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Savouring Sea Urchin

Demystifying the shellfish.

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The stillness of a misty February morning is broken by a splash as diver Tony Mulhall plunges into the frigid waters off British Columbia’s North Coast. Fighting bone-chilling temperatures, strong currents, and the all-too-real possibility of kelp entanglement, he swims down to the rocks below in search of Strongylocentrotus droebachiensis and Strongylocentrotus franciscanus—green and red sea urchin. Kuroshio captain David McRae keeps watch from the surface as waves buffet his boat and Mulhall hand-harvests the prickly echinoderms from ledges and crevices. It’s a risky endeavour, but a day’s work yields a bounty of treasure.

A sea urchin’s spiny exterior belies the gastronomic delight that lies within. Crack one open and you’ll find five vibrant yellow-orange lobes. Commonly referred to as roe or coral, these are actually the animal’s reproductive organs and not the eggs themselves. Rich in minerals and nutrients, B.C.’s ocean environment is home to some of the world’s finest sea urchin. Called ricci di mare by Italians, kina by New Zealand’s Maori, oursin by the French, wana by Hawaiians, erizo by Chileans, uutuk by Alaska’s Alutiiq, and uni by the Japanese, it’s a highly prized delicacy in many cultures. Yet North American diners have been slow to embrace it.

Jenice Yu, owner of Fresh Ideas Start Here (F.I.S.H.) sustainable seafood markets in Vancouver and Burnaby, explains, “Sea urchin is definitely an acquired taste. Lots of people are hesitant to try it because they’ve had bad uni in the past. And good uni is hard to come by. You need to find a fishmonger who sells sea urchin at its freshest and also knows how to process it well.”

Rich in minerals and nutrients, B.C.’s ocean environment is home to some of the world’s finest sea urchin.

Freshness is definitely key. At its best from late September through March, sea urchin is buttery and creamy, but still slightly firm in texture. “Uni is sweet and delicate with a light brininess, like the best of the ocean without smelling or tasting fishy at all,” says Yu. “Red uni is more rich in texture and flavour, slightly more pungent and stronger tasting. Green uni is much smaller in size and a little sweeter.” Processing sea urchin is an exercise in timing. Fishing boats such as the Kuroshio, laden with mesh bags full of sea urchin, speed their daily catch straight to processing plant docks within hours of harvesting the shellfish.

Grand Hale Marine Products, owned by Yu’s family, has been processing sea urchin for over 30 years. Each one is cracked open by hand and the fragile uni gently scooped out for rinsing in a seawater solution. What follows is Grand Hale’s all-natural, proprietary process for curing the uni to preserve its texture and flavour. “Most places use alum during this step to firm up the texture, but alum produces a metallic taste that detracts from sea urchin’s natural sweetness. We don’t use alum at all, and thus are highly regarded by chefs.”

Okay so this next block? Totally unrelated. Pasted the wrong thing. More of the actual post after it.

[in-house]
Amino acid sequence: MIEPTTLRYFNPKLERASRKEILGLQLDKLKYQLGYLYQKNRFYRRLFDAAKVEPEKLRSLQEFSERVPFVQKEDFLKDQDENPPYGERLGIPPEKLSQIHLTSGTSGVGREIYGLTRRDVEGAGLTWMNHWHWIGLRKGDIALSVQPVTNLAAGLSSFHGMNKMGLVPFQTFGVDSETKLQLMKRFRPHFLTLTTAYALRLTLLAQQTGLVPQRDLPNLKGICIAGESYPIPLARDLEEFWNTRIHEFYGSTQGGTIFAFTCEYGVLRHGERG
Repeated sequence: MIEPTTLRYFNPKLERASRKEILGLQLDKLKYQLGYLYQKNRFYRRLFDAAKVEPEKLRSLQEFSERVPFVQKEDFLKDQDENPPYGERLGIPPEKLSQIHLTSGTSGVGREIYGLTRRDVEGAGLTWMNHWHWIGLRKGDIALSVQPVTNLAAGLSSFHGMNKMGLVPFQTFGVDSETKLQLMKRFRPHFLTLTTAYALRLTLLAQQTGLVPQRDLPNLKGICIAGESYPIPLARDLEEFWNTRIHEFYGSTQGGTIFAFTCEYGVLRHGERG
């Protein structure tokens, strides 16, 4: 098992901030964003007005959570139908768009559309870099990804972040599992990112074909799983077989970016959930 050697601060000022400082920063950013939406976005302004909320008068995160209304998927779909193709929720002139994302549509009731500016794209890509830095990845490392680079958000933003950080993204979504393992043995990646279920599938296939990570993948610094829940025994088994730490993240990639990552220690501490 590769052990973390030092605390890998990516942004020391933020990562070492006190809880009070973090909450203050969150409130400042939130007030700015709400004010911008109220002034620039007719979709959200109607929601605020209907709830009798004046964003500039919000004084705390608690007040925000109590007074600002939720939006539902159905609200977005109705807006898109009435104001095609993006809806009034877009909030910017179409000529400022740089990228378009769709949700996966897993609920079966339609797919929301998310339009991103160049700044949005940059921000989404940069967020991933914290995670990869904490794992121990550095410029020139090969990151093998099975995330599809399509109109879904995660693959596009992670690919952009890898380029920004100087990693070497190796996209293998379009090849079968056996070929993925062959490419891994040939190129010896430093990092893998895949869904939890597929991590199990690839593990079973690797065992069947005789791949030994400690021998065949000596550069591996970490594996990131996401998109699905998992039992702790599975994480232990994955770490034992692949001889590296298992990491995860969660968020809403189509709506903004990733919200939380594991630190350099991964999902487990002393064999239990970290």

Once solely sought after by sushi bars and for export to Japan, these porcupines of the sea have begun to find widespread favour with Canadian gourmands. Montreal chef/restaurateur Antonio Park reflects, “Sea urchin is one of those things that’s very unique, very special. As Canada is so multicultural, immigrants have brought their love of it with them from their own countries. That has helped spread greater understanding of it as a delicacy.” Park has creatively featured sea urchin in his restaurants, from more traditional Japanese applications such as sashimi or chawanmushi, to deep frying it as tempura, curing and air drying it as bottarga, or delicately layering it in terrine.

Uni is sweet and delicate with a light brininess, like the best of the ocean without smelling or tasting fishy at all,” says Yu.

In Vancouver, Maenam’s Angus An has witnessed the uptick in sea urchin’s popularity over the past 10 to 15 years, and the chef/restaurateur boldly incorporates it into his modern Thai menus. “Uni is now more revered as a premium product in the same way that foie gras first was,” he muses. “Even if people are hesitant about eating it, that cachet encourages them to try it for the first time.”

An has surprised and delighted diners with an uni “ice cream sundae” as part of the current seasonal chef’s tasting menu at Maenam. It’s accented with B.C. Dungeness crab, shoyu ikura (soy-cured salmon roe), young coconut, and spot prawn crackers. At Longtail Kitchen, his more casual outpost, An and chef de cuisine Justin Cheung incorporate smoked uni into fried rice as a special menu item available by preordering.

If you’re apprehensive about eating uni, smoked sea urchin is the perfect introduction. It’s a specialty of Fresh Ideas Start Here and Grand Hale that’s brined and lightly cold-smoked with wood chips from fruit trees. Yu explains, “Cold smoking elevates the uni flavour, enhancing its natural sweetness without overpowering it.” And the process changes the sea urchin’s texture slightly, giving it an extra-decadent creaminess akin to that of a luxurious smoked cream cheese. Emulsified into pasta or risotto, the taste is sublime.

Yu is dedicated to educating people about the virtues of this underappreciated culinary delight. “Seeing that this is one of the few sustainable seafood items that’s in season during the winter months, we should all be indulging in nutrient-packed sea urchin.” Park echoes her ardour for uni saying, “It’s one of those things that you start eating and fall in love with slowly. And once you start falling in love, you can’t go back.”

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February 21, 2017